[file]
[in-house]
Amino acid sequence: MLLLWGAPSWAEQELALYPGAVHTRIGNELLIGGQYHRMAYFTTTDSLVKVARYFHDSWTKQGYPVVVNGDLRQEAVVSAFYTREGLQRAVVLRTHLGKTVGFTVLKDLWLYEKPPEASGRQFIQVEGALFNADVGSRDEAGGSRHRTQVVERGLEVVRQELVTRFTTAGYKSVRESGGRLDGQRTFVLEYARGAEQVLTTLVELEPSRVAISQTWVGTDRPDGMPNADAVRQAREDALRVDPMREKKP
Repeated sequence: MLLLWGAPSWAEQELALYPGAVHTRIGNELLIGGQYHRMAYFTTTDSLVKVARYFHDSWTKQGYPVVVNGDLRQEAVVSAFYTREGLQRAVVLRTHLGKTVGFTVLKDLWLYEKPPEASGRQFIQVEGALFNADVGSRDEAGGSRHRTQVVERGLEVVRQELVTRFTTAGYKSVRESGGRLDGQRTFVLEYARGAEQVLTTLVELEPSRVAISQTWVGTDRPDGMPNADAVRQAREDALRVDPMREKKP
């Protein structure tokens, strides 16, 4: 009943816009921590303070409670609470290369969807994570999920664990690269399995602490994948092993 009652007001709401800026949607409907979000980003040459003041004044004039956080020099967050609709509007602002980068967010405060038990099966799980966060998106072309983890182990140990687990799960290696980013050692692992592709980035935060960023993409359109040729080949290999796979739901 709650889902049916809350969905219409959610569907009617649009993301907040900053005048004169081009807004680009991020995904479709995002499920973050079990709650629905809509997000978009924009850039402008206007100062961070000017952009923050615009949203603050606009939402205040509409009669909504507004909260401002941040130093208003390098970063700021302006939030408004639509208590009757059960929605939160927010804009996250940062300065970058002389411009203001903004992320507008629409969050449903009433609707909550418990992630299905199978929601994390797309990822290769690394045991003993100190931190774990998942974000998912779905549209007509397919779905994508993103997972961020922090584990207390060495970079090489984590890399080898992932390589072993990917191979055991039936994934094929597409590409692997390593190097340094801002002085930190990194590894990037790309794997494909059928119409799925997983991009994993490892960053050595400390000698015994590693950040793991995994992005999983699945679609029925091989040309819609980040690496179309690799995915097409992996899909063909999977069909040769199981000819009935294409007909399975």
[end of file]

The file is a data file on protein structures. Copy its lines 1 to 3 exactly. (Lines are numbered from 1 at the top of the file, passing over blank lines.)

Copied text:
[in-house]
Amino acid sequence: MLLLWGAPSWAEQELALYPGAVHTRIGNELLIGGQYHRMAYFTTTDSLVKVARYFHDSWTKQGYPVVVNGDLRQEAVVSAFYTREGLQRAVVLRTHLGKTVGFTVLKDLWLYEKPPEASGRQFIQVEGALFNADVGSRDEAGGSRHRTQVVERGLEVVRQELVTRFTTAGYKSVRESGGRLDGQRTFVLEYARGAEQVLTTLVELEPSRVAISQTWVGTDRPDGMPNADAVRQAREDALRVDPMREKKP
Repeated sequence: MLLLWGAPSWAEQELALYPGAVHTRIGNELLIGGQYHRMAYFTTTDSLVKVARYFHDSWTKQGYPVVVNGDLRQEAVVSAFYTREGLQRAVVLRTHLGKTVGFTVLKDLWLYEKPPEASGRQFIQVEGALFNADVGSRDEAGGSRHRTQVVERGLEVVRQELVTRFTTAGYKSVRESGGRLDGQRTFVLEYARGAEQVLTTLVELEPSRVAISQTWVGTDRPDGMPNADAVRQAREDALRVDPMREKKP